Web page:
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Artist: Eisley
Label: Reprise Records
Length: 10 tracks/ 34.4 minutes

Eisley is the type of pop/rock band that grabs you on the second glance.  Their new album, filled with relatively tame musicianship and nearly identical but beautiful singing from their lead singers, doesn't lend itself a strong first impression.  It sounds like familiar yet not off-putting music; a band you'd hear once, think was nice, then move on from if no easy second chance to hear their work came around.  But a more devoted listen to these new songs reveals much more to these girls (and guys) than what may seem like on the surface.

The strongest suit in Eisley's Combinations are its lyrics.  They are perceptive and deeply engaging, and more often than not, carry the song more than any other aspect of their music.  It's the way the DuPree sisters croon lines like "Something's not right/ I can feel it inside?," or "Would you open the door?  Would you open the door? / I can be there for you?"  and  "In this wicked world risk I/ Bold endeavors by and by?," and many others, that stick with you after the particular song rests to a close.  This is a rich album lyrically, stretched across themes about passing time, contests in love, and spiritual death, and avoids most cliché without sacrificing potential for connection.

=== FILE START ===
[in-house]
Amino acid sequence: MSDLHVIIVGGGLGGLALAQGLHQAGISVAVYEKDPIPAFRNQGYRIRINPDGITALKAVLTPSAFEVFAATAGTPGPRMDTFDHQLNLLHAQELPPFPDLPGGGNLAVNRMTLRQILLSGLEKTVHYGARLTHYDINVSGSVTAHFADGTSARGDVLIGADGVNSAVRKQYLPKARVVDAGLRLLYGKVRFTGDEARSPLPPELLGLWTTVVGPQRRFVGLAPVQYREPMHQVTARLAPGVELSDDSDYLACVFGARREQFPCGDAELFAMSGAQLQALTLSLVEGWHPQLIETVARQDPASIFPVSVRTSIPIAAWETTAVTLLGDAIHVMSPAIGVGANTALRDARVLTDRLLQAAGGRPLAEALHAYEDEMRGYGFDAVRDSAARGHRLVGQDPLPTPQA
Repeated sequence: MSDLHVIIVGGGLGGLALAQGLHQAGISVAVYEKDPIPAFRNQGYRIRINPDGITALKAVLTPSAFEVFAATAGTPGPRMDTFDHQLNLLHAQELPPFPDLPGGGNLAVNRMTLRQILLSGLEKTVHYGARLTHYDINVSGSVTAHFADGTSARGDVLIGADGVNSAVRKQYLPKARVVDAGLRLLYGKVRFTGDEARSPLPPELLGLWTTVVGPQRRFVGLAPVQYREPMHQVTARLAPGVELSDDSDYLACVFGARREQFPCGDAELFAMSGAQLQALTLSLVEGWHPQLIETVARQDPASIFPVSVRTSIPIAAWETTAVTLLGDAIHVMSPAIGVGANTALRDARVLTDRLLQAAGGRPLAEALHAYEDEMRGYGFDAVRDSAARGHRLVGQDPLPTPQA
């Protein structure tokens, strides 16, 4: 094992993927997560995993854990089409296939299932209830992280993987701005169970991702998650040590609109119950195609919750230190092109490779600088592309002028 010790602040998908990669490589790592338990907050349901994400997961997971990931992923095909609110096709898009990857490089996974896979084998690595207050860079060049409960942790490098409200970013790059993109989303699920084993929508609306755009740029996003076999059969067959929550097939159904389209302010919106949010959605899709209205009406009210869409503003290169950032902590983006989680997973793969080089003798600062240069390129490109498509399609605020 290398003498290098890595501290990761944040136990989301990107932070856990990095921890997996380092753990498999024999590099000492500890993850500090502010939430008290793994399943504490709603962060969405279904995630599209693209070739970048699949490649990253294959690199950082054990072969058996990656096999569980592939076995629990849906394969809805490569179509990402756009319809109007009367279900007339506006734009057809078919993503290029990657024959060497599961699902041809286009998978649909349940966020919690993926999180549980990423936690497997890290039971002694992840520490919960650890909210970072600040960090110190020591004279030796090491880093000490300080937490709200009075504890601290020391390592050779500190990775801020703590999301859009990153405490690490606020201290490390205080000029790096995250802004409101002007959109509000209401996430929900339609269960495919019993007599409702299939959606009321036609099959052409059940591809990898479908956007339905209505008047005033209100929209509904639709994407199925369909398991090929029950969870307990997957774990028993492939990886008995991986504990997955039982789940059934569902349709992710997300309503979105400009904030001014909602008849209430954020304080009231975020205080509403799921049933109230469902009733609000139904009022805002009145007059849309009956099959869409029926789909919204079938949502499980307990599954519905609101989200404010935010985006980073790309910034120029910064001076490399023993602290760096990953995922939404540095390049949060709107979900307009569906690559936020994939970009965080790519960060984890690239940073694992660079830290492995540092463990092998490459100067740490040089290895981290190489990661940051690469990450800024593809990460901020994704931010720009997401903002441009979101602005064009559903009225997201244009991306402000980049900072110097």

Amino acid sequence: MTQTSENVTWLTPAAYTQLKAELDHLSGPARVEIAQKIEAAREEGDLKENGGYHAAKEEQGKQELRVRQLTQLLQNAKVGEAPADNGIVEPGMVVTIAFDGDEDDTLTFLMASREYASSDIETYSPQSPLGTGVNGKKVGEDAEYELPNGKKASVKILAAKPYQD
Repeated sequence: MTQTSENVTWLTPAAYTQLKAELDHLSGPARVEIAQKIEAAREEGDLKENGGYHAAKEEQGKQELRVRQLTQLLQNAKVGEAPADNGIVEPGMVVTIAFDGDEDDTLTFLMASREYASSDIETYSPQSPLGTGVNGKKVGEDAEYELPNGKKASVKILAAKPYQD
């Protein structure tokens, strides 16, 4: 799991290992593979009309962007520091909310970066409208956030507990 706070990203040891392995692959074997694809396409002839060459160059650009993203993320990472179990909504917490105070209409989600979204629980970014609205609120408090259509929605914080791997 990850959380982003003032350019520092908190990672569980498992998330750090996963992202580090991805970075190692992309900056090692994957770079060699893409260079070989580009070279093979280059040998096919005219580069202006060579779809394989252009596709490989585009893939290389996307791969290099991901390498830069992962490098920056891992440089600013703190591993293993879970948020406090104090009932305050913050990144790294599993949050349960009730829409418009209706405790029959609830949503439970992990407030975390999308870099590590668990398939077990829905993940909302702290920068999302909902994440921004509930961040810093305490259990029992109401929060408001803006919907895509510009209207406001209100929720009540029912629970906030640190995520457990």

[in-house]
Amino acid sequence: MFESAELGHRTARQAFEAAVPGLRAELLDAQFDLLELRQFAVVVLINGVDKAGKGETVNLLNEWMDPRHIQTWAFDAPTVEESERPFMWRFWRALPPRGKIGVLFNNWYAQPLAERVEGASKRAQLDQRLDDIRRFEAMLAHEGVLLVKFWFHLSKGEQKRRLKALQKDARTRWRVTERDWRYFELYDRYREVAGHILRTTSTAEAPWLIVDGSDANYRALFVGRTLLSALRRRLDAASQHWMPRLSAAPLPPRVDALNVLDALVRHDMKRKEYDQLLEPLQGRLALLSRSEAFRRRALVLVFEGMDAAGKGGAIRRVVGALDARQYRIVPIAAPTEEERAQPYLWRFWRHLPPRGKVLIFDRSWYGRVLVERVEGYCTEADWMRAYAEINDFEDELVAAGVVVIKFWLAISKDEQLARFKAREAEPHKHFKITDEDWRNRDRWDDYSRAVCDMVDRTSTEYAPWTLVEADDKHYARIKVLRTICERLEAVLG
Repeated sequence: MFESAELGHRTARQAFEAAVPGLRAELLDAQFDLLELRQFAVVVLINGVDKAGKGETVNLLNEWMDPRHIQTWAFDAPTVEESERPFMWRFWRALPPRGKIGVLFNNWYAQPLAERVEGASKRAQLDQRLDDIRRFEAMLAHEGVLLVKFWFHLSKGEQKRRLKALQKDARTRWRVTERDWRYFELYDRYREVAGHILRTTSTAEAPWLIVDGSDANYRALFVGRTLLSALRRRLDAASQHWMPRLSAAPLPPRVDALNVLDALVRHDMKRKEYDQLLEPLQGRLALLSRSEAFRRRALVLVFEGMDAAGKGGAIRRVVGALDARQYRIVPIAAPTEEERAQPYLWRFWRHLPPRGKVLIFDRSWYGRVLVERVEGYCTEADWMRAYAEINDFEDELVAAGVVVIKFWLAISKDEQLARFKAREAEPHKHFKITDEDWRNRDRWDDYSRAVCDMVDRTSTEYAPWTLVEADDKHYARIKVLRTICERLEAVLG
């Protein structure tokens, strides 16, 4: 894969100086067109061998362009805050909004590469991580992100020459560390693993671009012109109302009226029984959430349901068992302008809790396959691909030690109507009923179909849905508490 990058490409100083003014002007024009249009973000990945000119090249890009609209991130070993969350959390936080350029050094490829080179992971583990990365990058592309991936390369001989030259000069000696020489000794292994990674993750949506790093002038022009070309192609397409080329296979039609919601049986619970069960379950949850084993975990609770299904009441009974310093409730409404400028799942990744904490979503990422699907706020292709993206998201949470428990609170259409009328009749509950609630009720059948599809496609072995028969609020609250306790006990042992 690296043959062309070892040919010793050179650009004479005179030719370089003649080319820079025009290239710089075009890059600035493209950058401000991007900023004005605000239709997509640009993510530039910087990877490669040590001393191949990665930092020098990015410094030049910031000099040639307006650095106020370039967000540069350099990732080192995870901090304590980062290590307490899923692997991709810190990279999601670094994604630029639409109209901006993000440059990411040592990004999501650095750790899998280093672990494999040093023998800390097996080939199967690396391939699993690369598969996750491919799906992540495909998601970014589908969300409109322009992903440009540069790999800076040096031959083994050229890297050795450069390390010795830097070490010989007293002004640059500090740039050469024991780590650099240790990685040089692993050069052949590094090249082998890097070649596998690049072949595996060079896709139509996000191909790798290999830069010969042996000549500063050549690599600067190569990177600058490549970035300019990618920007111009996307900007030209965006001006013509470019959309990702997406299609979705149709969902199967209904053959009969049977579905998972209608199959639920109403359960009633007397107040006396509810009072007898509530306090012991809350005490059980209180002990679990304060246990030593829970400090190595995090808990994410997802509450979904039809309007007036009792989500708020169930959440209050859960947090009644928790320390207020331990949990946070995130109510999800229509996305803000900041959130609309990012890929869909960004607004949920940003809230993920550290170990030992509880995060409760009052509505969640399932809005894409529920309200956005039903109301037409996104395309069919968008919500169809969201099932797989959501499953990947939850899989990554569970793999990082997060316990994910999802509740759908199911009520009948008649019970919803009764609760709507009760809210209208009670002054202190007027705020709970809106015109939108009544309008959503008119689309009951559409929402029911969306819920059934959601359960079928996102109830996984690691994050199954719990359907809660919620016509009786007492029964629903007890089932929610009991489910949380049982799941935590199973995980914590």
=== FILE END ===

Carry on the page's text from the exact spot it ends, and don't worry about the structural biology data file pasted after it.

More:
But there emerges some faults in Combinations.  This is a quick ten-song album, and with only sprinkles of truly memorable musical accompaniment to the wonderful lyrics such as the title track's sparkling harp and acoustic guitars and horn, the pounding drum and base in "A Sight to Behold."  There isn't enough that's interesting in Combination's sound to make the album stand out and grab you as much as it really should.  The lack of atmosphere and it's desperately short at 35-minutes could mean that this beautiful, unassuming album could slip right by and start over at track one without truly catching your interest.

And it only means the listener misses out on an affecting and gently unraveling pop/rock album.  It may not seem to stand out in the crowd, but it rewards your attention, and showcases a young band still filled with talent and potential. 

Jonathan Avants 8/20/07